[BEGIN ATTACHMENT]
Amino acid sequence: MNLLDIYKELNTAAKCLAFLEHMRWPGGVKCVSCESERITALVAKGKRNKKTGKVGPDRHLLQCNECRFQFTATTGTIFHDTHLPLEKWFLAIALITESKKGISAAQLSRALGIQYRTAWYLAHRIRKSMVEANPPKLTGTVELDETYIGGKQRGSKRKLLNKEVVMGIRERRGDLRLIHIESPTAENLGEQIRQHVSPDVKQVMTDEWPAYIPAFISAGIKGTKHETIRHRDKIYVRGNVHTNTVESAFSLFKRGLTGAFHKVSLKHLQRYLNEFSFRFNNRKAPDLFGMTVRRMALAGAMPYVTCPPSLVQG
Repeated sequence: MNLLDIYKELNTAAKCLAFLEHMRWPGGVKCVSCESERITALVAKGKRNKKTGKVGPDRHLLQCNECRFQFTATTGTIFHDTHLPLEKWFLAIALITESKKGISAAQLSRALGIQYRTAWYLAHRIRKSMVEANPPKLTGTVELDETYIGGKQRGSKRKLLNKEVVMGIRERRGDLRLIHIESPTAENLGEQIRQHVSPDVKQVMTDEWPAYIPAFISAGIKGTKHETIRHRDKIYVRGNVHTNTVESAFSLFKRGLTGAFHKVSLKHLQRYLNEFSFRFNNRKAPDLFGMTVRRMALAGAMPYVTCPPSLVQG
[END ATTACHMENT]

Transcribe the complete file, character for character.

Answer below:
Amino acid sequence: MNLLDIYKELNTAAKCLAFLEHMRWPGGVKCVSCESERITALVAKGKRNKKTGKVGPDRHLLQCNECRFQFTATTGTIFHDTHLPLEKWFLAIALITESKKGISAAQLSRALGIQYRTAWYLAHRIRKSMVEANPPKLTGTVELDETYIGGKQRGSKRKLLNKEVVMGIRERRGDLRLIHIESPTAENLGEQIRQHVSPDVKQVMTDEWPAYIPAFISAGIKGTKHETIRHRDKIYVRGNVHTNTVESAFSLFKRGLTGAFHKVSLKHLQRYLNEFSFRFNNRKAPDLFGMTVRRMALAGAMPYVTCPPSLVQG
Repeated sequence: MNLLDIYKELNTAAKCLAFLEHMRWPGGVKCVSCESERITALVAKGKRNKKTGKVGPDRHLLQCNECRFQFTATTGTIFHDTHLPLEKWFLAIALITESKKGISAAQLSRALGIQYRTAWYLAHRIRKSMVEANPPKLTGTVELDETYIGGKQRGSKRKLLNKEVVMGIRERRGDLRLIHIESPTAENLGEQIRQHVSPDVKQVMTDEWPAYIPAFISAGIKGTKHETIRHRDKIYVRGNVHTNTVESAFSLFKRGLTGAFHKVSLKHLQRYLNEFSFRFNNRKAPDLFGMTVRRMALAGAMPYVTCPPSLVQG